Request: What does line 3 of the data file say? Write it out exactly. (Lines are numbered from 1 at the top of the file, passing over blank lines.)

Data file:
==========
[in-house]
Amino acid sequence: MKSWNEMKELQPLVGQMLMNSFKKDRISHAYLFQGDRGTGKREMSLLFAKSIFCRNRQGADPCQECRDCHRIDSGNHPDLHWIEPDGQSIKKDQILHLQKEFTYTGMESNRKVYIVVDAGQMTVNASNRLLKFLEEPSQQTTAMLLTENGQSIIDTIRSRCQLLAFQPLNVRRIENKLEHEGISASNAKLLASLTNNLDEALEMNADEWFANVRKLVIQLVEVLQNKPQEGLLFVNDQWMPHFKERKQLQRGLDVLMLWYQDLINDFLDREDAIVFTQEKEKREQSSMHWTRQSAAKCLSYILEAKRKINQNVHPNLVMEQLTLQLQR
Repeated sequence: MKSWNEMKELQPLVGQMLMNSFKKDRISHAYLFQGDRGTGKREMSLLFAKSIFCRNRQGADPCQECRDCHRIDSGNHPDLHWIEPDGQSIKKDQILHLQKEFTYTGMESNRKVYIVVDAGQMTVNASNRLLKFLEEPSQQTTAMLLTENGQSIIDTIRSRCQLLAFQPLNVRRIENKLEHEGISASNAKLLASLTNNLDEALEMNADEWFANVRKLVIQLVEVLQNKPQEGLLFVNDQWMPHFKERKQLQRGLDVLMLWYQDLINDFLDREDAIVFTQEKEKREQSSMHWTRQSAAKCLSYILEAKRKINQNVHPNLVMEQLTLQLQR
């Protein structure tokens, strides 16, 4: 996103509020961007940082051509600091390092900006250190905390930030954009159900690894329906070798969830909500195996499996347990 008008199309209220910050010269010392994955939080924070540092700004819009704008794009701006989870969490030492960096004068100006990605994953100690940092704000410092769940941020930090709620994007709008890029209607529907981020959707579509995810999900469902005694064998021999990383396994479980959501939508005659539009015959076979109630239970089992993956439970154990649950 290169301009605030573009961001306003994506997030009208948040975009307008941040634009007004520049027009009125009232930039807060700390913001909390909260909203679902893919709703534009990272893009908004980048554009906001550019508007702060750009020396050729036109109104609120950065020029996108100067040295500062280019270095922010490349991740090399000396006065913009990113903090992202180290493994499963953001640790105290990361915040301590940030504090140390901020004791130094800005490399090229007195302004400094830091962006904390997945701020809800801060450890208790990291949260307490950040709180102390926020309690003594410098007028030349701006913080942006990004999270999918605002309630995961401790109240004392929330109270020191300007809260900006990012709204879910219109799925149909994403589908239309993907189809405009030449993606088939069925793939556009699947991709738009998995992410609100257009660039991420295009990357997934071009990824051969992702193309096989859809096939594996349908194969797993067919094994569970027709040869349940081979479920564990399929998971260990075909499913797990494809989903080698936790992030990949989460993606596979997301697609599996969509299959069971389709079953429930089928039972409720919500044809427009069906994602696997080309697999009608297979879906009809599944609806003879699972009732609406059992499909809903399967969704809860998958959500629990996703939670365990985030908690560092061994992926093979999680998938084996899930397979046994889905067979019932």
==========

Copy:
Repeated sequence: MKSWNEMKELQPLVGQMLMNSFKKDRISHAYLFQGDRGTGKREMSLLFAKSIFCRNRQGADPCQECRDCHRIDSGNHPDLHWIEPDGQSIKKDQILHLQKEFTYTGMESNRKVYIVVDAGQMTVNASNRLLKFLEEPSQQTTAMLLTENGQSIIDTIRSRCQLLAFQPLNVRRIENKLEHEGISASNAKLLASLTNNLDEALEMNADEWFANVRKLVIQLVEVLQNKPQEGLLFVNDQWMPHFKERKQLQRGLDVLMLWYQDLINDFLDREDAIVFTQEKEKREQSSMHWTRQSAAKCLSYILEAKRKINQNVHPNLVMEQLTLQLQR